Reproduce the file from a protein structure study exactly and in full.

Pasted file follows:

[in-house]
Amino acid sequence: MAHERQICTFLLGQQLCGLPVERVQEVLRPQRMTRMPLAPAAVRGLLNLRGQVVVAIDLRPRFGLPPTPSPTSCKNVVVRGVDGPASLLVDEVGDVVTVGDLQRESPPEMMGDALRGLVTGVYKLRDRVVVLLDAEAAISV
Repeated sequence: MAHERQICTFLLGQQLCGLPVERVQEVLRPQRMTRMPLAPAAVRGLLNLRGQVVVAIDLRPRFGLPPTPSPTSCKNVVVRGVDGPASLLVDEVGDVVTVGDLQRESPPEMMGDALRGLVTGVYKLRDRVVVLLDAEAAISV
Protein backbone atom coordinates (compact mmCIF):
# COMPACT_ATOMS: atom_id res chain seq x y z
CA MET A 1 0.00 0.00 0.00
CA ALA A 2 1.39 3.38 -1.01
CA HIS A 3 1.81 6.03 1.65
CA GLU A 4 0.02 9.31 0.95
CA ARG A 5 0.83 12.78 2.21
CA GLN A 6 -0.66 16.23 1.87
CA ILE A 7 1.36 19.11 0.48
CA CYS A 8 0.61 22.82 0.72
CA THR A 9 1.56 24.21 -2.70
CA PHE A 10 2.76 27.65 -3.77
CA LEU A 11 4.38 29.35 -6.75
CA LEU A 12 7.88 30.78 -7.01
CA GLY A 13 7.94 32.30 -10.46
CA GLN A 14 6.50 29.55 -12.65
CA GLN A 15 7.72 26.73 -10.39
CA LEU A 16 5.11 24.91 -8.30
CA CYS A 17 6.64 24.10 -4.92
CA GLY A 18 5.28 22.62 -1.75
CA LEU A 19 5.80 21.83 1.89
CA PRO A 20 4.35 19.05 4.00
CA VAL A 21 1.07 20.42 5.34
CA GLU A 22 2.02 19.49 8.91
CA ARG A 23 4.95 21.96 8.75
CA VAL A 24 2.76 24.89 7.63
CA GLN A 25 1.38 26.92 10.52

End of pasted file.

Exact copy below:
[in-house]
Amino acid sequence: MAHERQICTFLLGQQLCGLPVERVQEVLRPQRMTRMPLAPAAVRGLLNLRGQVVVAIDLRPRFGLPPTPSPTSCKNVVVRGVDGPASLLVDEVGDVVTVGDLQRESPPEMMGDALRGLVTGVYKLRDRVVVLLDAEAAISV
Repeated sequence: MAHERQICTFLLGQQLCGLPVERVQEVLRPQRMTRMPLAPAAVRGLLNLRGQVVVAIDLRPRFGLPPTPSPTSCKNVVVRGVDGPASLLVDEVGDVVTVGDLQRESPPEMMGDALRGLVTGVYKLRDRVVVLLDAEAAISV
Protein backbone atom coordinates (compact mmCIF):
# COMPACT_ATOMS: atom_id res chain seq x y z
CA MET A 1 0.00 0.00 0.00
CA ALA A 2 1.39 3.38 -1.01
CA HIS A 3 1.81 6.03 1.65
CA GLU A 4 0.02 9.31 0.95
CA ARG A 5 0.83 12.78 2.21
CA GLN A 6 -0.66 16.23 1.87
CA ILE A 7 1.36 19.11 0.48
CA CYS A 8 0.61 22.82 0.72
CA THR A 9 1.56 24.21 -2.70
CA PHE A 10 2.76 27.65 -3.77
CA LEU A 11 4.38 29.35 -6.75
CA LEU A 12 7.88 30.78 -7.01
CA GLY A 13 7.94 32.30 -10.46
CA GLN A 14 6.50 29.55 -12.65
CA GLN A 15 7.72 26.73 -10.39
CA LEU A 16 5.11 24.91 -8.30
CA CYS A 17 6.64 24.10 -4.92
CA GLY A 18 5.28 22.62 -1.75
CA LEU A 19 5.80 21.83 1.89
CA PRO A 20 4.35 19.05 4.00
CA VAL A 21 1.07 20.42 5.34
CA GLU A 22 2.02 19.49 8.91
CA ARG A 23 4.95 21.96 8.75
CA VAL A 24 2.76 24.89 7.63
CA GLN A 25 1.38 26.92 10.52